France has said Israeli leader Ariel Sharon has yet to explain his remarks calling on Jews to flee France in the face of "spiralling anti-Semitism".
Israeli officials have sought to play down Mr Sharon's remarks
French Foreign Minister Michel Barnier said he had not cancelled a visit to Israel, scheduled for later this year.
But, he said, he expected Israel to explain Mr Sharon's remarks first.
Prime Minister Sharon has said Jews are being persecuted in France and must leave for Israel - angering many French and French-Jewish officials.
Mr Barnier said the row was "a very serious misunderstanding".
He told the Europe 1 radio station it was "a matter of honour for our republic... that each citizen is granted the same protections, the same freedoms, whatever their religious belief".
The Israeli leader made his remarks at a gathering of American Jews in Jerusalem on Sunday.
French President Jacques Chirac responded by saying Mr Sharon would not be welcome in France until he had explained his comments.
Attacks on Jewish targets have been on the rise in France
The Israeli leader is thought to have been planning a French visit, though no date had been set for it.
Israeli officials later tried to soften Mr Sharon's comments, saying it was the duty of every Israeli leader to encourage Jews to migrate to the Jewish state.
They said Mr Sharon had also praised measures France had taken to curb anti-Semitism.
A recent rise in reported anti-Semitic attacks in France has prompted Paris to pledge to defend its Jewish minority.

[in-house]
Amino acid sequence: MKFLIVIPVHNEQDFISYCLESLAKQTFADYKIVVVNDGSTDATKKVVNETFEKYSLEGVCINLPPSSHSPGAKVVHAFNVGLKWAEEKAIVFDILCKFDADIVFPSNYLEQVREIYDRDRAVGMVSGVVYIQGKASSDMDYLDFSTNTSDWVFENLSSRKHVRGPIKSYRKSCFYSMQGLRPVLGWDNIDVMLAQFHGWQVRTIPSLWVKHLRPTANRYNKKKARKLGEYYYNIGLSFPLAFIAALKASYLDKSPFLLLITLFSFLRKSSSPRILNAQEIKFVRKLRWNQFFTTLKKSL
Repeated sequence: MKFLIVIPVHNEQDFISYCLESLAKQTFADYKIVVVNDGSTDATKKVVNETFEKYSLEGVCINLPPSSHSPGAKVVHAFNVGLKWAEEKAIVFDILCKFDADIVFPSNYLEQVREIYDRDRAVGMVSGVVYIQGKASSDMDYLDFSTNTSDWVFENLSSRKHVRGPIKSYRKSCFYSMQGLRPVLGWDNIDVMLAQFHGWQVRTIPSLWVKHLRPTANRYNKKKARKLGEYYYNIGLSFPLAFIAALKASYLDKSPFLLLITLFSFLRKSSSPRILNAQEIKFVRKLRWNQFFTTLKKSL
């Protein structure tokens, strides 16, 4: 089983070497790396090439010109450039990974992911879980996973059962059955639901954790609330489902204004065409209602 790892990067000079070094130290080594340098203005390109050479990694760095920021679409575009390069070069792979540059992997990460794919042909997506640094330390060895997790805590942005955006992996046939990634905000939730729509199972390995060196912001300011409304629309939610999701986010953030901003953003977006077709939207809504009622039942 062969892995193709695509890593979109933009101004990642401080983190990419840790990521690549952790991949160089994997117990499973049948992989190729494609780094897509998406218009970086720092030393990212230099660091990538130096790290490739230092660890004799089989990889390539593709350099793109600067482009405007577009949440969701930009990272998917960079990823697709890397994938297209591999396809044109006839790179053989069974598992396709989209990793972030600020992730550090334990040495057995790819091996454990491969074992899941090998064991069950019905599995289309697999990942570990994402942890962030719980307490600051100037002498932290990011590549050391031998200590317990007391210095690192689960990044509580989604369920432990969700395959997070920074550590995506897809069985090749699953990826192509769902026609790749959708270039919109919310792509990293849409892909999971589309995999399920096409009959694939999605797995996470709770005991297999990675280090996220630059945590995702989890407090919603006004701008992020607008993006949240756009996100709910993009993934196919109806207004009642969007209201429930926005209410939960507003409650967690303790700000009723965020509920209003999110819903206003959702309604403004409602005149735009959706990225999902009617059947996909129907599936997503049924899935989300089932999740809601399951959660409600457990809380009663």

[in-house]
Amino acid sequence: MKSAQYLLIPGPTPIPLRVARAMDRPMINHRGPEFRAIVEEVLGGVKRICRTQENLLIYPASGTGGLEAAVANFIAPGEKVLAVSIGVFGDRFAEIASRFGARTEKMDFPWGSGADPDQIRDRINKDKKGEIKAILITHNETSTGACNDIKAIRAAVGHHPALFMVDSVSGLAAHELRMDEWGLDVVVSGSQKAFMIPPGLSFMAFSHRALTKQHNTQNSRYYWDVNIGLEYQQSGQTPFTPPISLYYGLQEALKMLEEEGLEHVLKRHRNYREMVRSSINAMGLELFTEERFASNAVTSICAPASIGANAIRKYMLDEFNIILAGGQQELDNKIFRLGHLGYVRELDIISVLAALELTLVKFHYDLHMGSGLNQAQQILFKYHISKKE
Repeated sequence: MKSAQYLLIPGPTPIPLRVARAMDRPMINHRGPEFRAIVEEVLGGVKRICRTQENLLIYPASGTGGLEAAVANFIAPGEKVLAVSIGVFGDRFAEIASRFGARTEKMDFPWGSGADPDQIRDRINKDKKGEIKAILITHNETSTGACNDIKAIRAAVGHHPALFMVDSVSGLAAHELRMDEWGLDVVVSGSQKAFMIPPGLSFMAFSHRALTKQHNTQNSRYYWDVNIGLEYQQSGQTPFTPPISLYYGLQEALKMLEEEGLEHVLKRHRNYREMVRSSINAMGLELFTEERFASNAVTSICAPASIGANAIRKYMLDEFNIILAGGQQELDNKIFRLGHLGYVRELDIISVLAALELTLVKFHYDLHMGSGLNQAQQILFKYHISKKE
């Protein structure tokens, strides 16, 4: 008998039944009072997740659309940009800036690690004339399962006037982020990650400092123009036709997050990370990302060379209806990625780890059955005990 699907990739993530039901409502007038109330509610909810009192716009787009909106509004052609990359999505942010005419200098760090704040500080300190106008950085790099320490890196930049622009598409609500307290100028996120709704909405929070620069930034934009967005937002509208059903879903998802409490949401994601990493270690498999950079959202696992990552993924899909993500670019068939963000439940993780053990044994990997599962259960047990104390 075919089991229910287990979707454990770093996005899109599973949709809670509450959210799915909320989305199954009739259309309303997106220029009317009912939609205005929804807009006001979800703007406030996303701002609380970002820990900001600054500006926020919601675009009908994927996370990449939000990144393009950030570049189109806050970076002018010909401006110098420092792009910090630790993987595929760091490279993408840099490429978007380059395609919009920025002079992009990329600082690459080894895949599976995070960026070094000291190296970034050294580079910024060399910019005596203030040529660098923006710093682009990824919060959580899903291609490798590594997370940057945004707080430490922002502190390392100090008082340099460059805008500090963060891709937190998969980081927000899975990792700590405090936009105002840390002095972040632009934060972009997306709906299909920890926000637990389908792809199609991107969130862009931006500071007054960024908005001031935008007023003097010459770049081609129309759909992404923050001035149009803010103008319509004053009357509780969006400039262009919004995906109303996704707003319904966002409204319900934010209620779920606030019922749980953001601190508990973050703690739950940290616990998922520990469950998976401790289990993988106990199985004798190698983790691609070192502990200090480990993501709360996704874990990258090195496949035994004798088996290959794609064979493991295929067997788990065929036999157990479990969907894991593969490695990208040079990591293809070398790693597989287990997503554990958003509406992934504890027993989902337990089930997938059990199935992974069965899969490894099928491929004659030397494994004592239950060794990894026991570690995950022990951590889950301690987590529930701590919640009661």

The attacks have been linked to neo-Nazi groups and to elements in France's sizeable Muslim minority that claim to be angered by Israel's treatment of the Palestinians.
The BBC's Caroline Wyatt in Paris says Mr Sharon's remarks have left the French government seething with ill-concealed rage.
French Jews have also found Mr Sharon's comments unhelpful.
Richard Prasquier of the Representative
Council of Jewish Institutions was quoted by French news agency AFP as saying Mr Sharon had poured "oil on the fire in an unacceptable fashion".
Correspondents say there is irritation in France at the idea that life for Jews there is becoming dangerous - especially as the government has made every effort to show that anti-Jewish acts will be severely punished.
A week ago President Jacques Chirac rushed to condemn an apparently anti-Semitic attack on a Paris train that turned out to be a hoax.